The method I use to take a step is the reverse of how most all humans normally walk. When most folks walk they shift most all their weight from their back foot to their front foot, so that when the front foot is in the air, all the weight of the body is committed to it and that makes it all but impossible to walk quietly OR controlled in the woods.

What I do is to keep all my weight on my BACK foot (which is already on the ground), and then raise my front foot up while keeping the weight on the back foot. When you do this, you are basically balancing yourself on your rear leg. Bending the rear knee helps a bit in this, or at least it does me. Then I SLOWLY lower my front foot so that the outer edge of my foot slightly touches the ground first. With the sneakers I wear in the early/dry season (or the Bean Maine Hunting shoes I wear when it's cold/wet) I can then feel if I'm going to step on a twig or branch. Then I will gently lower my foot, rolling the rest of the foot down as I do so. It's only after this that I put the reat of the weight on the front foot.This also works well in dry leaves, and if the leaves are deep I will sometimes use my front foot to gently brush the leaves out of the way a bit before I commit the rest of my weight onto that foot. This works well because you can pick up that front foot at any time before you've put all your weight on it if you feel something that might make noise.

It takes a bit of practice, and doing leg strengthening excercises helps with your balance also. I've also read about some who use this method who practice Tai Chi (sp?) to improve their balance and strength. Strengthening the legs and torso is also helpful for the times when you are caught in mid stride and you have to freeze for a few minutes if you see or hear anything, or you THINK you see or hear anything! It also goes without saying that you should NOT be looking at your feet OR the ground when you do move. That needs to be planned out while you are stopped.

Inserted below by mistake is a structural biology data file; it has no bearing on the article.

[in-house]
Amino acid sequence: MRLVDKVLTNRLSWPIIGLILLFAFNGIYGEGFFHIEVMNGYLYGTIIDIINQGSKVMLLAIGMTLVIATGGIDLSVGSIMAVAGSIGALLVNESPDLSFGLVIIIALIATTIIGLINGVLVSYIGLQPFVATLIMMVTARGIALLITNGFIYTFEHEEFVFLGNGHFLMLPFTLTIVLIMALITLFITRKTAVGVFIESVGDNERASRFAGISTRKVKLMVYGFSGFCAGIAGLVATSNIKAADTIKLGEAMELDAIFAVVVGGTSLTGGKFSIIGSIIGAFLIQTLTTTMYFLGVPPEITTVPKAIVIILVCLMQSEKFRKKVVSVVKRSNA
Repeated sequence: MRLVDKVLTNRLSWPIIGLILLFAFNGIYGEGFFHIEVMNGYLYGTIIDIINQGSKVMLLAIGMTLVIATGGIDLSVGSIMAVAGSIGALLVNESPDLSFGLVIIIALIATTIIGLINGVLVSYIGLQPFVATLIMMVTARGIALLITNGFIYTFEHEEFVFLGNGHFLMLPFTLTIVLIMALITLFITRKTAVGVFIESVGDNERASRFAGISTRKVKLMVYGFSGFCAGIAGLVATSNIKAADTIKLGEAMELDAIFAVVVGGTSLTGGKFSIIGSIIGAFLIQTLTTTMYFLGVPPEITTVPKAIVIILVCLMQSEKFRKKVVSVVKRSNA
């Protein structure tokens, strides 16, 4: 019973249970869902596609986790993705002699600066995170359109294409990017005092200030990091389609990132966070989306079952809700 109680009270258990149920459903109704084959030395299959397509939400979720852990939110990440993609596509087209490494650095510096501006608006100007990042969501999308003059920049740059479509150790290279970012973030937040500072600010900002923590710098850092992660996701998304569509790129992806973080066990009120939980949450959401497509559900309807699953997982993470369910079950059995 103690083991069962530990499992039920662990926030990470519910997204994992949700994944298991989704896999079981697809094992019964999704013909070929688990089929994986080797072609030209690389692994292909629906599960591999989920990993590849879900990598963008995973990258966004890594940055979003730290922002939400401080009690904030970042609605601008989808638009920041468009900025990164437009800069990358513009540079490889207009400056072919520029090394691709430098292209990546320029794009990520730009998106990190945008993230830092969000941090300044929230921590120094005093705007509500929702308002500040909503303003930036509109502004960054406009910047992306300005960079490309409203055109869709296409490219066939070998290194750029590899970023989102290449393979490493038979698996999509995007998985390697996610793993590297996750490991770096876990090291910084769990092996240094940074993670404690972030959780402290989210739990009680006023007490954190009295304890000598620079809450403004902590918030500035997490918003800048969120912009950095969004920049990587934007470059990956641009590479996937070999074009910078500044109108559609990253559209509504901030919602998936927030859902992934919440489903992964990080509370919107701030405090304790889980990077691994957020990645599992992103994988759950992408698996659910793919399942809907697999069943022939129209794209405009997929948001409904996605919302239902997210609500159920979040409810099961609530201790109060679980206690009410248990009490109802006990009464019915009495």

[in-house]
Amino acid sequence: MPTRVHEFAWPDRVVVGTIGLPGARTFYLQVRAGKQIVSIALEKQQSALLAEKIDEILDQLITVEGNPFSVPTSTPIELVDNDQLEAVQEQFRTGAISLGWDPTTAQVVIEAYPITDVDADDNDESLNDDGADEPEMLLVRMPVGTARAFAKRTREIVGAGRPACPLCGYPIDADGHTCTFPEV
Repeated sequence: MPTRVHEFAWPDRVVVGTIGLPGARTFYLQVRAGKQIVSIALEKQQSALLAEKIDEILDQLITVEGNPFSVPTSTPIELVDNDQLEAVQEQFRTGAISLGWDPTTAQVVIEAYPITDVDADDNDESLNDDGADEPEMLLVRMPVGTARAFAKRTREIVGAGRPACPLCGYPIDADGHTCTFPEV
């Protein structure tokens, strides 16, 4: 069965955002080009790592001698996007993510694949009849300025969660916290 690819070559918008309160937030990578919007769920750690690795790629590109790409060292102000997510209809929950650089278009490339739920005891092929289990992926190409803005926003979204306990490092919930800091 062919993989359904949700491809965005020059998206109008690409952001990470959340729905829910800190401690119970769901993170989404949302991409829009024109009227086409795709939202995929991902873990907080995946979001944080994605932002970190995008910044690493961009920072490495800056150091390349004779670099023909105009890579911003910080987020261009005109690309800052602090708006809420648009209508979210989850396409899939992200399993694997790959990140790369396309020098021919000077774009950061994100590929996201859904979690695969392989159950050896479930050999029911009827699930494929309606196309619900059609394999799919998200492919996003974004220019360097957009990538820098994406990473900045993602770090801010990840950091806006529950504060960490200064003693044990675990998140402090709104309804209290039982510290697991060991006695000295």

It takes time to move like this in the woods, and even more so when the woods are dry, but that's a GOOD thing IMO! You'll be surprised at how quietly you can walk, even on dry leaves. Try it!
Hunt Hard,

Kill Swiftly,

Waste Nothing,

Offer No Apologies.....

>>>--------------------------------->
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Woods Walker
 
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RE: Ground hunting

Postby Woods Walker » Tue Apr 19, 2011 8:00 pm

I appreciate the compliments, but I'm just learning by trial and error like the rest of you! I do try and learn as much as I can from my mistakes, as they can be the best teacher.

I would also pass this on, as it may benefit those of you looking to try this form of hunting......

If you want to practice your stillhunting/stalking techiniques (walking quietly, moving slowly), here are 2 things that I've done....

1. If you have a buddy who's also wanting to do this, then you both go to a woodlot, enter it from different sides and practice "stalking" each other. Another variation on this that I've done many times, is to practice walking up on a buddy while he's sitting in a tree stand. I've "stalked" my one friend many times during bow season, and on several occasions, I sat down on the ground within 20 yards of his stand as he faced the other way and watched him for 10 minutes! I always ended my sit by telling him...."Boy, it's a good thing I wasn't a big buck!" [:D]

2. Hunt squirrels in the early season before deer starts. This is a GREAT way to practice, as once you get to the point where you can move through the woods and not only have the squirrels not flee from you, but they are actually going about their business mere feet from you unawares. When you can do this, then you are moving quietly and slowly enough that you are ready for deer. I call it, "moving at squirrel speed".

Anyone else try this? Maybe you have some other ideas or improvements on this.
Hunt Hard,

Kill Swiftly,

Waste Nothing,

Offer No Apologies.....

>>>--------------------------------->
NRA Endowment Life Member

freak nasty 145
 
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RE: Ground hunting

Postby freak nasty 145 » Wed Apr 20, 2011 9:57 am

I am going to try to do more stalking this bow seson. It going to be my goal this year to kill a deer while stalking with a bow. What a challenge!!
"Any sportsman who can kill his deer without the tingling spine, the quick clutch at his heart, the delicious trembling of nerve fibers when the game is finally down, has no place in the deer woods." Lawrence R. Koller. (1948).